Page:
With the Big Kids hitting nine and seven this year I was worried about the belief in the Big Guy.
They hear things. Things they can understand now because they speak French. And they wonder about the logistics, practicalities like a big man fitting through a chimney and whether or not that's a good thing. But mostly, they fight against not believing. Ma Fille wants answers and by this I mean she wants them from Santa himself. Tonight she's written a note to him asking his favorite color, if they can maybe have hot chocolate together before New Year's and again for his signature. The Tooth Fairy went through a similar line of questioning. I think she wants to believe so much that she just does. And this is the magic of Christmas.
I wrote the following post two years ago in Ireland and posted it last year too. And I will keep sharing it as long as the bubble of magic remains intact. I hope you have a wonderful Christmas Eve and Morning full of joy and love.
And shiny, bubbly Santa dreams.....
Originally posted December 2009
This year was the biggest year for Santa in our house. It is as if the 7
almost 8 year old believes even more fervently than ever before in
order to keep it true. Of course the kids talk in the yard. They ask
questions, wondering: how could a bike really fit through the chimney….and how does the alarm not go off when Santa creeps in….and why does my guitar say, 'made in China'?
To all of these questions we answer, it's magic. And Santa has elves in
China. I was kicking myself for not taking off that little gold sticker!
The magic part is real to me. Only if you believe will Santa come to
see you. I even believe in him when I am sneaking upstairs holding my
breath, to retrieve the hidden crocodile in my closet. It is Santa's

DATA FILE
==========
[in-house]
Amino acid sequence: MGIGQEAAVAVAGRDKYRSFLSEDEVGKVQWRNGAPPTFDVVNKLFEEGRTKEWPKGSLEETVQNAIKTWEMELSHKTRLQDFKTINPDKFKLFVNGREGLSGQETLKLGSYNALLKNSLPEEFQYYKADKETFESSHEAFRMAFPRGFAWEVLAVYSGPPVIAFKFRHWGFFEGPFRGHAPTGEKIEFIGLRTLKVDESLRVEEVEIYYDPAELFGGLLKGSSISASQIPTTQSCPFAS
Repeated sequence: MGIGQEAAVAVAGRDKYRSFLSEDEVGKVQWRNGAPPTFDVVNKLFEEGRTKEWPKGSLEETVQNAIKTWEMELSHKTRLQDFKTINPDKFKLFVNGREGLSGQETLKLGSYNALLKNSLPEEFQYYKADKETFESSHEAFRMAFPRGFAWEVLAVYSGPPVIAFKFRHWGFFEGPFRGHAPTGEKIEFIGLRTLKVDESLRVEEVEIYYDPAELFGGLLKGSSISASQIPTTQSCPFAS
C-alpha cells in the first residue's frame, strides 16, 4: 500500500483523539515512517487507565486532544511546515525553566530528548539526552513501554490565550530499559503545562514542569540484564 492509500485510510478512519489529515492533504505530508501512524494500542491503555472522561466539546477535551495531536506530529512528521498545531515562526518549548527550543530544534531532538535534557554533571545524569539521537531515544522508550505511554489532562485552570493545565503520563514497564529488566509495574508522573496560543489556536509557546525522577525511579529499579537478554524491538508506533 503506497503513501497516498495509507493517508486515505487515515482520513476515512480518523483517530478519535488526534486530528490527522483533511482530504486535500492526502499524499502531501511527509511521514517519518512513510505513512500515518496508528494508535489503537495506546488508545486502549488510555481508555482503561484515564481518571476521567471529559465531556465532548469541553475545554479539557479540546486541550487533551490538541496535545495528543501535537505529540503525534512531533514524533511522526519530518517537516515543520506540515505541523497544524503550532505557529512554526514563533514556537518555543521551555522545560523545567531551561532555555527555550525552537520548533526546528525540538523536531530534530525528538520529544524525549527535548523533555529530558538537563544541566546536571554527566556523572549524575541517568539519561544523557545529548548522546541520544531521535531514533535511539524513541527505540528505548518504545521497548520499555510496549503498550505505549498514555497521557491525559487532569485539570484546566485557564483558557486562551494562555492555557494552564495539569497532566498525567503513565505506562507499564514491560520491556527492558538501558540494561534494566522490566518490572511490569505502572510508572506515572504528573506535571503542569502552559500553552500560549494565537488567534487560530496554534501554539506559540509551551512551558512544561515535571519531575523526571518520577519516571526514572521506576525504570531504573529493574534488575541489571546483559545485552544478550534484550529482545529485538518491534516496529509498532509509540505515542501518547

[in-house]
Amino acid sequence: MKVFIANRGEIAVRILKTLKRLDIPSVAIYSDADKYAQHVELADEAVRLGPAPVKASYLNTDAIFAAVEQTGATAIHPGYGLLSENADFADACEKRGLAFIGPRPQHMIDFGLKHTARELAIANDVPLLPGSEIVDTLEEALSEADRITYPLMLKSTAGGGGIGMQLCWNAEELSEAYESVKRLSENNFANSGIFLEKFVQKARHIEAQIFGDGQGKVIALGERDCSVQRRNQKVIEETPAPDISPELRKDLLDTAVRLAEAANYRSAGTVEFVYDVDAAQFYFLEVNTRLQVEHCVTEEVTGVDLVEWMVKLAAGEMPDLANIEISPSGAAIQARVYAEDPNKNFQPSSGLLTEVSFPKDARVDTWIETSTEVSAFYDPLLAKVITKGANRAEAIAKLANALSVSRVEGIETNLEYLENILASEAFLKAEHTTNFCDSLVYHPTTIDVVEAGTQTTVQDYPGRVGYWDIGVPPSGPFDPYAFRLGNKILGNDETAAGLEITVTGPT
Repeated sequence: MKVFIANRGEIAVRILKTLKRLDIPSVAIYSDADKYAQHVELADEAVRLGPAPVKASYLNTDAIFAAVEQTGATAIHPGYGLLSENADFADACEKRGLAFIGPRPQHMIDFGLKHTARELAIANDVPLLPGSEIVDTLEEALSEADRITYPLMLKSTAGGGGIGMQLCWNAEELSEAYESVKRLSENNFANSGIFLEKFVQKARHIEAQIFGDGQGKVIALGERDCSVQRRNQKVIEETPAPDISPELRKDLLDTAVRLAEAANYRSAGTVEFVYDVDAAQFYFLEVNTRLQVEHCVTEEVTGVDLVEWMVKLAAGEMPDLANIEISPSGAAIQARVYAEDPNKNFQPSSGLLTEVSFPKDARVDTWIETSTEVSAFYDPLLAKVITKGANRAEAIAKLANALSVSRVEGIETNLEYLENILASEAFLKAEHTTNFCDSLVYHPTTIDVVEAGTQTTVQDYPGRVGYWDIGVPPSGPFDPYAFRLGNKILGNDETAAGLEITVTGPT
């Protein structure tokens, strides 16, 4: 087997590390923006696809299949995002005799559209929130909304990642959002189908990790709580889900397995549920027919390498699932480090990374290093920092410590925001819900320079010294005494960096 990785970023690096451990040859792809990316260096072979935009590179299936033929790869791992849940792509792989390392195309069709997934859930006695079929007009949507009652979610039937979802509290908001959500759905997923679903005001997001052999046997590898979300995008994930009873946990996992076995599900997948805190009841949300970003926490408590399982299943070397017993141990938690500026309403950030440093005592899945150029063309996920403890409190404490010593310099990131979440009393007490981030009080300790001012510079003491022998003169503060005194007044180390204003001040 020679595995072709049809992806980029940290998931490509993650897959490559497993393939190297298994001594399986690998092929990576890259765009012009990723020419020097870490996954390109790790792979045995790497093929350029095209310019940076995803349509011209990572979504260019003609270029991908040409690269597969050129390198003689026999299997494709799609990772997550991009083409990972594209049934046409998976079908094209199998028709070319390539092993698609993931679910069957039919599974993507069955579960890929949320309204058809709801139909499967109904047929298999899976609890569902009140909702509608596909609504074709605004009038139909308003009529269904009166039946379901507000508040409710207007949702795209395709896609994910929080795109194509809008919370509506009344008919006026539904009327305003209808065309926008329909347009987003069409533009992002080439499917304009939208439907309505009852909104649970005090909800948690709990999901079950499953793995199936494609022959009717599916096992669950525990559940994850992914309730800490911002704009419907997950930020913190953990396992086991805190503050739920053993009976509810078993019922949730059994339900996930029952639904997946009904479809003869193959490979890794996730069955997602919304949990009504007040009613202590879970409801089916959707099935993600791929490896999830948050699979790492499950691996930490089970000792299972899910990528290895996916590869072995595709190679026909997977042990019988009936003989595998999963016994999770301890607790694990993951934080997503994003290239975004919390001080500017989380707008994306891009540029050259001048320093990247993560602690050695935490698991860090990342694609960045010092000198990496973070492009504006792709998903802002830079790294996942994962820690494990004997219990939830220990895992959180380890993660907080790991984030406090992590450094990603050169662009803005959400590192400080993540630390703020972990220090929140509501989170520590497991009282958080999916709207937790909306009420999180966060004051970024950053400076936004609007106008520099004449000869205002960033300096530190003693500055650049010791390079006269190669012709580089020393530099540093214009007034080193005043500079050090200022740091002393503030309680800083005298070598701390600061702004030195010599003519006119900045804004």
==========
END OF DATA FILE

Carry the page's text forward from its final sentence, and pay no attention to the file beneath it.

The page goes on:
magic that keeps them asleep, keeps them from hearing the Elmo cry out, "Elmo needs a hug!" and muffles the deafening sound of that horrible thick plastic they like to ensconce toys in these days.
So, they believe because we believe and none of us want this beautiful bubble of childhood to burst.
At the park on the Sunday then, you can imagine my horror as a woman we
were talking to wielded a sharp bubble bursting pin. She didn't mean to,
but her comments made me want to grab Ma Fille by the arm and start
running, singing la,la,la,la,laaaaa at the top of my lungs to
distract her. Of course that would have been silly so instead I screwed
up my eyes at the lady then opened them wide, then gave her a creepy
smile and a subtle jerk of the head in my innocent daughter's direction.
The whole thing was simply a misunderstanding. The lady in question is
from Slovakia and what I didn't know but found out on Sunday, is that in
Slovakia they believe that Jesus himself delivers the toys to children
on Christmas Eve. She was telling us this interesting bit of
anthropological trivia, never thinking that it could call into question
our Santa belief. After my bizarre motioning and grimacing she realized
and started backtracking.
"Different places believe different things but Santa still brings our
Christmas presents." And that was that--bubble intact, floating along
iridescent and pure—for at least another year.